RMOW to adopt crucial search and rescue tower 

Commenters raise concerns at Whistler council

click to enlarge FILE PHOTO - New tower Whistler SAR head Brad Sills spoke to council about search and rescue's needs.
  • File photo
  • New tower Whistler SAR head Brad Sills spoke to council about search and rescue's needs.

The Resort Municipality of Whistler (RMOW) is looking to adopt a key piece of infrastructure for Whistler Search and Rescue (WSAR) operations.

The Gin Peak repeater site in the Callaghan Valley was built by the provincial government for the 2010 Olympic Games, and has since become crucial to WSAR's communications south of Whistler.

"We took it over shortly thereafter and have used it to increase our communications capacity, mostly in the area south of Whistler — Powder Mountain, Callaghan Valley — but it has also been greatly beneficial up the Cheakamus Valley and over towards Black Tusk," said WSAR manager Brad Sills.

"So it's a critical piece of apparatus and we greatly applaud the municipality for taking this on for us."

With the provincial government no longer using it, the RMOW will submit a land tenure application for the site.

The RMOW will cover the application fee, rent for the site and hold the tenure, while WSAR will be responsible for maintenance, repairs and licensing costs.

But as offseason call volumes increase with increased visitation, the modest investment should be well worth it.

"We've had a fairly average call volume during the summer, but in September things have just kind of taken off," Sills said.

"September and October have traditionally been fairly quiet periods for us, and we've been out at least once a week all through September, and we were out again yesterday (Oct. 2) for a seriously injured mountain biker (on the Jaws trail off of Rainbow)."

The repeater site also provides a safety net for crews on missions.

Before the Olympics, crews responding to calls in those areas would have no way to communicate with home base.

"We would send crews in there and we would not hear from them until they had completed their mission, and if they didn't then we had no idea what was going on," Sills said.


The public discourse at Whistler council meetings is starting to pick up.

At the Oct. 4 council meeting, two different people took the podium to ask questions — a 100-per-cent increase over the previous meeting (and two more than the much more common zero).

Michael Mills of Emerald was the first to take the podium, with a question about access to the trails behind Emerald Drive.

"These trails, as everyone knows, are well received, and they're significant trails," Mills said.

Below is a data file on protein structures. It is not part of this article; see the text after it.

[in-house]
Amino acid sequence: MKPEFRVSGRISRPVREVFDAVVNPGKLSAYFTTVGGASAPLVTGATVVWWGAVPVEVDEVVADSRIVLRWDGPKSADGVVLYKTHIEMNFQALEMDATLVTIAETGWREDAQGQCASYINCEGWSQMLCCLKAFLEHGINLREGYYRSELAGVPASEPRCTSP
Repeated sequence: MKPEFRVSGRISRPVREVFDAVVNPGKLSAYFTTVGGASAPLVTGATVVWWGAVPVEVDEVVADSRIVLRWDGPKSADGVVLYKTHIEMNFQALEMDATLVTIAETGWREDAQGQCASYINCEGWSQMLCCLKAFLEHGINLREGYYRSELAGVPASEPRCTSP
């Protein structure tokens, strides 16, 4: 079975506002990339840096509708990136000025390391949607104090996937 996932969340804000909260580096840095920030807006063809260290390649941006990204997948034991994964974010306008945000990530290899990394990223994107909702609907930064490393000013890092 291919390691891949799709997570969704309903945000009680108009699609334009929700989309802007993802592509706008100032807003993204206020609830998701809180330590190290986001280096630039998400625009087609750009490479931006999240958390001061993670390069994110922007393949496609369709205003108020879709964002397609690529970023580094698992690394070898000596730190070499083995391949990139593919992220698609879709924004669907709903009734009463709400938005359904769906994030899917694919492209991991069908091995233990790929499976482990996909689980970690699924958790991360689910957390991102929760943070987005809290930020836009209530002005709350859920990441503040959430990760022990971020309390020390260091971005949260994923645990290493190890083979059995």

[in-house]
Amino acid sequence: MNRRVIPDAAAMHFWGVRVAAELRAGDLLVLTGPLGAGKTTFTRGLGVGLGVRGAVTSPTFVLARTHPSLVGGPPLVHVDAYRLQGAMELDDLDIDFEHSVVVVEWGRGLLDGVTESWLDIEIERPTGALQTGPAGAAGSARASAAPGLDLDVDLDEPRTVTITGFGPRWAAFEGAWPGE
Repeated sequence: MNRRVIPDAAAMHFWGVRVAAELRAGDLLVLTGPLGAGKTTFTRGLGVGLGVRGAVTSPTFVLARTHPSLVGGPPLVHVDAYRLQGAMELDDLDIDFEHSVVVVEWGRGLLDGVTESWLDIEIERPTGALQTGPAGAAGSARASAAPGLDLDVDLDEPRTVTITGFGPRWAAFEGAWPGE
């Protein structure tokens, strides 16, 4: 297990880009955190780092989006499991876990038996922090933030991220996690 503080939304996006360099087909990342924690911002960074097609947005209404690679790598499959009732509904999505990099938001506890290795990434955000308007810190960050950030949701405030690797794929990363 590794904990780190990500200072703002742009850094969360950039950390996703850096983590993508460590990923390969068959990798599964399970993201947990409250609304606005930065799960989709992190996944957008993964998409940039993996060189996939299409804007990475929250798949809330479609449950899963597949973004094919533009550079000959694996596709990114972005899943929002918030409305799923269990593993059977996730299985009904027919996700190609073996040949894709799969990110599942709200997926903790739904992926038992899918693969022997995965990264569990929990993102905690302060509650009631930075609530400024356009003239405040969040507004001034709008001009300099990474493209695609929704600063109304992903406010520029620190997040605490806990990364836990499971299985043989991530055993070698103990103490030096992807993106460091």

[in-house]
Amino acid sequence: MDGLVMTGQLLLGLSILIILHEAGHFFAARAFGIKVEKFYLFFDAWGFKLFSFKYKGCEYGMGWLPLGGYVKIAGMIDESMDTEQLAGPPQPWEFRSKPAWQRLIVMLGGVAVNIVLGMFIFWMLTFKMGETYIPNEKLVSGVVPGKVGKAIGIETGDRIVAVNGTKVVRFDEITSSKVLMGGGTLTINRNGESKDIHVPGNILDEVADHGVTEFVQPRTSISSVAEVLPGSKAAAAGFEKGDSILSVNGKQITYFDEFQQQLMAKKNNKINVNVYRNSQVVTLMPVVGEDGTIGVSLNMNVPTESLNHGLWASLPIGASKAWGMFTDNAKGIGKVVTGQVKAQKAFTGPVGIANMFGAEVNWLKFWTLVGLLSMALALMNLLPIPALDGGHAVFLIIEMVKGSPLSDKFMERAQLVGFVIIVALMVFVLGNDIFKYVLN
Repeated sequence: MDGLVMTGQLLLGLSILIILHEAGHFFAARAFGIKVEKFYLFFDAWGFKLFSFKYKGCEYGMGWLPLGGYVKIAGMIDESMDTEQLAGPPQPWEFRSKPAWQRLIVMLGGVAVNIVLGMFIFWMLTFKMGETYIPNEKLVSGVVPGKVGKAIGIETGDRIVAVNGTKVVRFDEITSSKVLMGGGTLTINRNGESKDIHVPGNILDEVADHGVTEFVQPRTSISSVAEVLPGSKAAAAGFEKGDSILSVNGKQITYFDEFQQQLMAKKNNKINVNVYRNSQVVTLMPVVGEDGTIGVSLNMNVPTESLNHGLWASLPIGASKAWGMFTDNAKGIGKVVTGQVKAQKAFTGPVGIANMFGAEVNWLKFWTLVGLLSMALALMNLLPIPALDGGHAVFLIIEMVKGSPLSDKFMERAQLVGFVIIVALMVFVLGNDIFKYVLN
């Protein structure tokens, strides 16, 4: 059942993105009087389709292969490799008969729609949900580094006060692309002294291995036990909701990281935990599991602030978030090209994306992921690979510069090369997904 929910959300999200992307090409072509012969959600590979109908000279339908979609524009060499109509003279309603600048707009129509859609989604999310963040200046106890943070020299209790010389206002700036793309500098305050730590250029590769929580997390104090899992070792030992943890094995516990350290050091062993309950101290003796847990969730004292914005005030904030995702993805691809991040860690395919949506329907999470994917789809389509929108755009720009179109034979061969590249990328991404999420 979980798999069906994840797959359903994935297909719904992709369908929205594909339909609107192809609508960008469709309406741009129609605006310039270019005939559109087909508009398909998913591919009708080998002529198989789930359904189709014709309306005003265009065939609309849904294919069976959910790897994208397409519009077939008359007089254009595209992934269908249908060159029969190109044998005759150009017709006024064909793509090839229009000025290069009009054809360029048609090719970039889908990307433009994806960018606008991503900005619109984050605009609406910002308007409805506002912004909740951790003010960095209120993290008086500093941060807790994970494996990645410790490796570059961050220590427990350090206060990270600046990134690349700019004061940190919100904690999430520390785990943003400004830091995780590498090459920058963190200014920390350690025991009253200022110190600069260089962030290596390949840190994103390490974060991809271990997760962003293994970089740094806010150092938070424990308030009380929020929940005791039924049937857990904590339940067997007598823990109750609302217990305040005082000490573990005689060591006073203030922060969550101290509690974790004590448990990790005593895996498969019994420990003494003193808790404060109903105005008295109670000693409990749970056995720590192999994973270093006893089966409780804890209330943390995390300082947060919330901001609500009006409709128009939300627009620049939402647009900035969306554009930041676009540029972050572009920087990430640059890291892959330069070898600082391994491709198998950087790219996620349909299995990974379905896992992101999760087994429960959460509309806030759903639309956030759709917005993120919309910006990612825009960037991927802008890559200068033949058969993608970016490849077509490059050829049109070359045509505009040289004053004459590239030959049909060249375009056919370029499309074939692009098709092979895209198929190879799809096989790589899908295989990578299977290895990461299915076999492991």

"Has the RMOW initiated a process with the landowner to investigate ways to restore public access to these classic Whistler trails?"

Municipal chief administrative officer Mike Furey confirmed that, yes, the RMOW has started discussions, but noted the situation is challenging.

"The route that was being used was a utility right of way that the owner had every right to not allow people to access for non-municipal purposes," Furey said.

"So we've had some discussions with a number of property owners... we don't have a resolution at this time but we're certainly going to continue to pursue ways to get access back there."

The second question — or questions, rather — came from Wolfgang Lindemann, no address (Lindemann told council at its last meeting that he had been recently evicted).

Lindemann took the podium to ask several questions around affordable housing, as well as some deep questions about political responsibility.

"When will the CAO admit that the powers come from the people, and our collective wealth? Does the legislature pay his salary? When will the CAO stop making excuses in regards to seeing our resort arise to a level of success, as in a previous Pique article? Could this be simply a symptom of bad planning and a void of action?" Lindemann asked.

"How do we get rid of staff if they are impeding our democracy? What kind of (democracy) do we have, really? I ask this sincerely. Do we have the kind of democracy whereby the governing body listens to the people first, to foster the social wellbeing of the people?"

Lindemann asked when council will ask the people what they want for interim housing, when they'll invite academics from comer.org to discuss economic reform, and when they'll create policy to ensure funding for affordable housing.

"So I ask, dear mayor, council, staff. Do you hear me? I'm one of the people. Do you hear us? The people behind me? Last meeting there was only one, and it was me," Lindemann said.

"When will you listen with massive, excited energy, knowing that you are so talented and capable to implement new policy for our wellbeing, for our highest good, for all?

"We are waiting for your reply, and we are waiting for your best actions."

Mayor Nancy Wilhelm-Morden said she would be happy to embark on a philosophical debate about political systems in a different forum, suggesting Lindemann set up a meeting with her at municipal hall, before responding to the housing questions.

"This council and previous councils have been committed to housing of one kind or another since the mid 1990s," Wilhelm-Morden said.

"It's been an issue that's been in front of councils over the years, and we take it very seriously and we have achieved some very good results. There's more to do."

(See related story on page 12).


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